Thinking About Money: Psychology & Investing

One of my favorite topics to study on the financial markets is the psychology of the masses and the psychology of the individual trader/investor. When it comes to money and investing it fascinates me how people can make (irrational) decisions that they would never make in another area of their life.

For example, people often ask me what they should do with X amount of dollars they have received for a tax return, bonus, etc. They will tell me that they can pay down their credit card debt, which they are currently paying 21% per year on, or they could put it into an investment such as a CD or bond fund that yields 3%. Or they ask an even easier question such as should they pay down the credit card or should they pay off their car loan (6%).

The answer to these questions are probably very obvious to almost everyone who is reading this, but it amazes me how often a questions like this comes up.

(The answer briefly to question one would be to pay down the credit debt. Not paying 21% per year is much better than receiving 3%. You get a total positive expectation of 18% by paying off the card. In the second example again you would pay down the credit card debt vs. the car debt receiving a positive expectation of 15%.)

It is certainly not that the people asking these questions are unintelligent. It is just that most people think irrationally about money. Most investors do not think of their portfolio as one large investment (both on the debt and investment side).

Another example is someone that has $300,000 in available cash. They would like to purchase a home and are deciding on whether or not to pay cash. The monthly mortgage rate is currently 3.5% for 30 years. Their financial advisor has a laddered bond portfolio they can invest in with rolling safe short term bonds that would pay them 5% annually. What should they do?

Almost everyone I speak with automatically would prefer to pay cash for the home. I ask them how much of a return on their money they will receive by paying cash? Or how much of a return on their money they will receive on the money they use as a down payment? The answer is nothing. They receive a savings of 3.5% interest.

If they decided to invest $200,000 after putting a $100,000 down payment they would receive a positive expectation of 1.5% (5% bond fund payment - 3.5% they pay on the mortgage) annually. That is an extra $3,000 per year they could use to go on a vacation.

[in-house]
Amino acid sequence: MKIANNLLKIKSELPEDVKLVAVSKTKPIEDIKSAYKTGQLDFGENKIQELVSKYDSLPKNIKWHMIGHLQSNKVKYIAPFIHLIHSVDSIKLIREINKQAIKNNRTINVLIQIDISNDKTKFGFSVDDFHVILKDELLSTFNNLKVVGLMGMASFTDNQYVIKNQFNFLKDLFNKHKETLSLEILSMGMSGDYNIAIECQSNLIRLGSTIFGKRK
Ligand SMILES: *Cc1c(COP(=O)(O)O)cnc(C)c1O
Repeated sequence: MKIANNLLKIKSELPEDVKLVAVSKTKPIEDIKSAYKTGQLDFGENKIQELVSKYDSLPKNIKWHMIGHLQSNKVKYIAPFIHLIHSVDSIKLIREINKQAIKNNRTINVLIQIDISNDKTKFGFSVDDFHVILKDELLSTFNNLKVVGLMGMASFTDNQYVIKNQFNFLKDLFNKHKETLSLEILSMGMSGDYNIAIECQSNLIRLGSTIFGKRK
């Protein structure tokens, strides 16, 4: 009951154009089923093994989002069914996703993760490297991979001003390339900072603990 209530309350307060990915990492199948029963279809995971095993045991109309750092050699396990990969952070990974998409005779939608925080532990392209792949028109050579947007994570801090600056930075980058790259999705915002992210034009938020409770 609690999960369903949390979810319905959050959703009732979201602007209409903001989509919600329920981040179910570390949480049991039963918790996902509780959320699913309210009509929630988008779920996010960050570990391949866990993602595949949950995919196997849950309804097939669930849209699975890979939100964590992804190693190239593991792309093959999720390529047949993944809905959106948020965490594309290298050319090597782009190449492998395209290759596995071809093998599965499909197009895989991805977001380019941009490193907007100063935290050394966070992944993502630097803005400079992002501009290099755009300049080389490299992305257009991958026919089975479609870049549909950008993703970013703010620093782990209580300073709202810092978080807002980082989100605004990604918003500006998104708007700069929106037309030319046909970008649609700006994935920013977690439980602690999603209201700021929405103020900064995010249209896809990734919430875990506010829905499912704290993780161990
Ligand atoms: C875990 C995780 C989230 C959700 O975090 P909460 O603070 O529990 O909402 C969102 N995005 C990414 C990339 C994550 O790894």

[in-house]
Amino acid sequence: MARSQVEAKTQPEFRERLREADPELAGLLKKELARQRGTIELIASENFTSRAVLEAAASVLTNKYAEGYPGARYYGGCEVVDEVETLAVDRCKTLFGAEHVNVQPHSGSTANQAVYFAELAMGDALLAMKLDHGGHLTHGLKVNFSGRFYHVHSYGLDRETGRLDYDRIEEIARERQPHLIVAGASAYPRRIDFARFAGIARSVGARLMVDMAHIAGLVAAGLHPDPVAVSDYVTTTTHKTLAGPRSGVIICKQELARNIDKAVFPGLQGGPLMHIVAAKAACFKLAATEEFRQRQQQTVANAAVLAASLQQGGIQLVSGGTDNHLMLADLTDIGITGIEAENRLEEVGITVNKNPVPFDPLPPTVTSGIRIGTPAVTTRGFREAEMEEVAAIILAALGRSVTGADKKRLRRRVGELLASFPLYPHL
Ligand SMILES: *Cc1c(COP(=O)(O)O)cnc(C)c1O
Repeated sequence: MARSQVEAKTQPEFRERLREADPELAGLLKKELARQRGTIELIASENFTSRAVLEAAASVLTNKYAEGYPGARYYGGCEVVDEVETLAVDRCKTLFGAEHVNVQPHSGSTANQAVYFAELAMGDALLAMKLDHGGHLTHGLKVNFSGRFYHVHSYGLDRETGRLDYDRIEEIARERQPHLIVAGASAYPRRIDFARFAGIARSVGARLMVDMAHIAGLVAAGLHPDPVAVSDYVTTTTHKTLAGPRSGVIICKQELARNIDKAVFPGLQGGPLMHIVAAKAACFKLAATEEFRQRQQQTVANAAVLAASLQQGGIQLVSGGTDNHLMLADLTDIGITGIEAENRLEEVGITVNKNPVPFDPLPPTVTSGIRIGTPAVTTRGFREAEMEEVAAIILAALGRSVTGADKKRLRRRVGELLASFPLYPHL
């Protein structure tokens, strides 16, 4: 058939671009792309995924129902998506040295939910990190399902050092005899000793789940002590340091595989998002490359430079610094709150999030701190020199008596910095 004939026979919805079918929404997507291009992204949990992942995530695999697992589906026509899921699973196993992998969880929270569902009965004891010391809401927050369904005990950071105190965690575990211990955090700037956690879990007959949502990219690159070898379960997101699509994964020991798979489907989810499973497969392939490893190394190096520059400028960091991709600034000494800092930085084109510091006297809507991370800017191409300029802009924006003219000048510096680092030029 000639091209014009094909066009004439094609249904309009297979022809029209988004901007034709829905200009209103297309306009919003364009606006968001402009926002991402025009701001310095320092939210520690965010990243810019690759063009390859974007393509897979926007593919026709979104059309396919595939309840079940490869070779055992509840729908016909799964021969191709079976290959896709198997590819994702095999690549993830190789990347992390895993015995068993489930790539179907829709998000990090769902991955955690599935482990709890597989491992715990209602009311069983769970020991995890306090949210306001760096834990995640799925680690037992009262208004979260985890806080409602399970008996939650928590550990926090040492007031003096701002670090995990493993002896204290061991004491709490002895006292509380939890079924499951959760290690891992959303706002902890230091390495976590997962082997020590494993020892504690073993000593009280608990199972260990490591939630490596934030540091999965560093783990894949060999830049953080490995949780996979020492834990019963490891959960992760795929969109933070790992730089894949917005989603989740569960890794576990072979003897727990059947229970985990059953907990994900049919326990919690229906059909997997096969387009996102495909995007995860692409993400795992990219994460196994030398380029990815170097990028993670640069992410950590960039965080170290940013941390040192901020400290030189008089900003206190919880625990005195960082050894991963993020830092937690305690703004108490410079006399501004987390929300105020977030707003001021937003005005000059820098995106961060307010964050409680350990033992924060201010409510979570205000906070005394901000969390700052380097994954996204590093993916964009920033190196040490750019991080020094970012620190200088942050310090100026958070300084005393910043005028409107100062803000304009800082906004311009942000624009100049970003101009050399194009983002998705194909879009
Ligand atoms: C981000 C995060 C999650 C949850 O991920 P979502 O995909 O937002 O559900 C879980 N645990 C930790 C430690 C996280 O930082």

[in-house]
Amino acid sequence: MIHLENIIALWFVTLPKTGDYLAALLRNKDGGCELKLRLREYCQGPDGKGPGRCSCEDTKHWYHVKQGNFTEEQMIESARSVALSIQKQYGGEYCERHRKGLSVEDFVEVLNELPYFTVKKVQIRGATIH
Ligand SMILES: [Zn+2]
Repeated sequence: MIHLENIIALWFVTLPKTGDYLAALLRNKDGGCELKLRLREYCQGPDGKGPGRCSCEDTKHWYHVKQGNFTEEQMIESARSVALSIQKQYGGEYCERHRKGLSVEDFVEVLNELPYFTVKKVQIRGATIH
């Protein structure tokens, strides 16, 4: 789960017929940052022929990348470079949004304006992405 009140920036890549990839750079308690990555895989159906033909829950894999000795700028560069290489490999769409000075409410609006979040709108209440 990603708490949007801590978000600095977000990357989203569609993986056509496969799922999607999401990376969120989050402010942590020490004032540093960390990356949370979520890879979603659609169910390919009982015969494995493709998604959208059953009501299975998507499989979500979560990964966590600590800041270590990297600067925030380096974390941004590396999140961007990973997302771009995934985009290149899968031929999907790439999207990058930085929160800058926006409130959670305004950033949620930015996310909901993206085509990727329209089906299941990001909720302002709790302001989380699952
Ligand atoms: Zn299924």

Now, some will argue that the bonds could go down in value or they have a risk of defaulting. This is true, and it needs to be weighed against the decision. An argument against that is that a home could go down in value. Many have found out over the past few years that their $300,000 "investment" into a home is now worth only $225,000.

In a final example, I have given advice to some people recently on how I would recommend structuring their portfolio, or a portion of their portfolio.

Based on current the current market environment, their investment goals, and their complete financial picture, I recommended putting a small percentage of their portfolio into precious metals and natural resources, a small percentage into a fund that shorts the market, and a very large percentage into safe cash. I told them that we are hoping for all assets to sell off because it will increase the value of their cash, usually coinciding with a strengthening of the US dollar. This will allow them to purchase more assets than they could yesterday. In other words their largest investment, cash, would be going up in value.

Then the market sells off (just as we wanted) and their small portion of the fund in precious metals and natural resources fall in value and they get upset. Why? They are not looking at their portfolio as one large investment. The majority of their total asset pool went up in value (cash and short fund) but they only see the red in the other investments.

In the following video Daniel Kahneman, one of my favorite authors, discusses some of these topics on behavioral psychology and investing.

I am not a financial advisor and do not recommend any of the strategies discussed here. They are strictly to provide examples on the psychology that goes behind making investment decisions.